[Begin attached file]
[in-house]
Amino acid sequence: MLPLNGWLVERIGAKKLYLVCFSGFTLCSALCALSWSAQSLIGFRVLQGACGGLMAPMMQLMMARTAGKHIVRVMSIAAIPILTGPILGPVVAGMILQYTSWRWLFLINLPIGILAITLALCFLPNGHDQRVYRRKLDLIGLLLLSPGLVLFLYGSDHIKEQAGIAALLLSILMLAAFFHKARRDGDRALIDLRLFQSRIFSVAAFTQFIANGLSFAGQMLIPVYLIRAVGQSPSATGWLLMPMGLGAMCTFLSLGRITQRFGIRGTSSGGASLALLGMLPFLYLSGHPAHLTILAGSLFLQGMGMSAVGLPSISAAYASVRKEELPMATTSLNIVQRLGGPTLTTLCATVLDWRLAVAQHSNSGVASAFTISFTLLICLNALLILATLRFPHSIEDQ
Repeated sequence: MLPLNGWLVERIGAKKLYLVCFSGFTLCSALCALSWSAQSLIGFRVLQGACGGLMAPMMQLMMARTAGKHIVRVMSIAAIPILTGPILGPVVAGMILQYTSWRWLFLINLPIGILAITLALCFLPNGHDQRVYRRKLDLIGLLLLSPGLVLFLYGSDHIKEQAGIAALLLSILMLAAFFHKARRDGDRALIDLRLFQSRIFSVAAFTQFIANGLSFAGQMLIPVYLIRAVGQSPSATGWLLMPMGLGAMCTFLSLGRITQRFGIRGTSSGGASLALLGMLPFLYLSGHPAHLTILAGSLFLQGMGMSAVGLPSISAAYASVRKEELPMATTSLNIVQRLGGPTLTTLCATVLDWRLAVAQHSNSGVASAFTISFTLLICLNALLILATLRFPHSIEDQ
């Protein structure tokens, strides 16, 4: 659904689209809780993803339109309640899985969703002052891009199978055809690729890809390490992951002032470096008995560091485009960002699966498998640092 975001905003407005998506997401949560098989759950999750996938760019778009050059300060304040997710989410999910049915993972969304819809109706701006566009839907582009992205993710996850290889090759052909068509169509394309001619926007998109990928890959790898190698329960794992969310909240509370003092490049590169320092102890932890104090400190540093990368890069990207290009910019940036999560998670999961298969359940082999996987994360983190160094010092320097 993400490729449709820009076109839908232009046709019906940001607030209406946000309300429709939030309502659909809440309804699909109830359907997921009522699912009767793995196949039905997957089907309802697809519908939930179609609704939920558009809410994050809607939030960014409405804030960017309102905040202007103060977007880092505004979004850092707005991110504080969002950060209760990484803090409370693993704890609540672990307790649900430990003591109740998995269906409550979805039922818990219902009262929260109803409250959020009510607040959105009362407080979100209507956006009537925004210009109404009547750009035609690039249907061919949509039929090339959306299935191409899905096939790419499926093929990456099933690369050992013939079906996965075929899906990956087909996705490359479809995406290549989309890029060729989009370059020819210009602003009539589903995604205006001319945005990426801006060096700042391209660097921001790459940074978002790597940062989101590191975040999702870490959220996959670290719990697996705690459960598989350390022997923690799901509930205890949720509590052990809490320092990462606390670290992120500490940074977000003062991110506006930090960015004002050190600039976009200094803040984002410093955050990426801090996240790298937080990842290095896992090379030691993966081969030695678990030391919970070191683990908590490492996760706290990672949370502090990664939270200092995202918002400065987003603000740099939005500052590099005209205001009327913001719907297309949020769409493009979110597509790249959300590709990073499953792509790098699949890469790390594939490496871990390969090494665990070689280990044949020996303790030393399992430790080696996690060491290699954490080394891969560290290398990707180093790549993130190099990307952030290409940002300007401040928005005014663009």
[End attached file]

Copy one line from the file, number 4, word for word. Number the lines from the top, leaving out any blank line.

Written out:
């Protein structure tokens, strides 16, 4: 659904689209809780993803339109309640899985969703002052891009199978055809690729890809390490992951002032470096008995560091485009960002699966498998640092 975001905003407005998506997401949560098989759950999750996938760019778009050059300060304040997710989410999910049915993972969304819809109706701006566009839907582009992205993710996850290889090759052909068509169509394309001619926007998109990928890959790898190698329960794992969310909240509370003092490049590169320092102890932890104090400190540093990368890069990207290009910019940036999560998670999961298969359940082999996987994360983190160094010092320097 993400490729449709820009076109839908232009046709019906940001607030209406946000309300429709939030309502659909809440309804699909109830359907997921009522699912009767793995196949039905997957089907309802697809519908939930179609609704939920558009809410994050809607939030960014409405804030960017309102905040202007103060977007880092505004979004850092707005991110504080969002950060209760990484803090409370693993704890609540672990307790649900430990003591109740998995269906409550979805039922818990219902009262929260109803409250959020009510607040959105009362407080979100209507956006009537925004210009109404009547750009035609690039249907061919949509039929090339959306299935191409899905096939790419499926093929990456099933690369050992013939079906996965075929899906990956087909996705490359479809995406290549989309890029060729989009370059020819210009602003009539589903995604205006001319945005990426801006060096700042391209660097921001790459940074978002790597940062989101590191975040999702870490959220996959670290719990697996705690459960598989350390022997923690799901509930205890949720509590052990809490320092990462606390670290992120500490940074977000003062991110506006930090960015004002050190600039976009200094803040984002410093955050990426801090996240790298937080990842290095896992090379030691993966081969030695678990030391919970070191683990908590490492996760706290990672949370502090990664939270200092995202918002400065987003603000740099939005500052590099005209205001009327913001719907297309949020769409493009979110597509790249959300590709990073499953792509790098699949890469790390594939490496871990390969090494665990070689280990044949020996303790030393399992430790080696996690060491290699954490080394891969560290290398990707180093790549993130190099990307952030290409940002300007401040928005005014663009």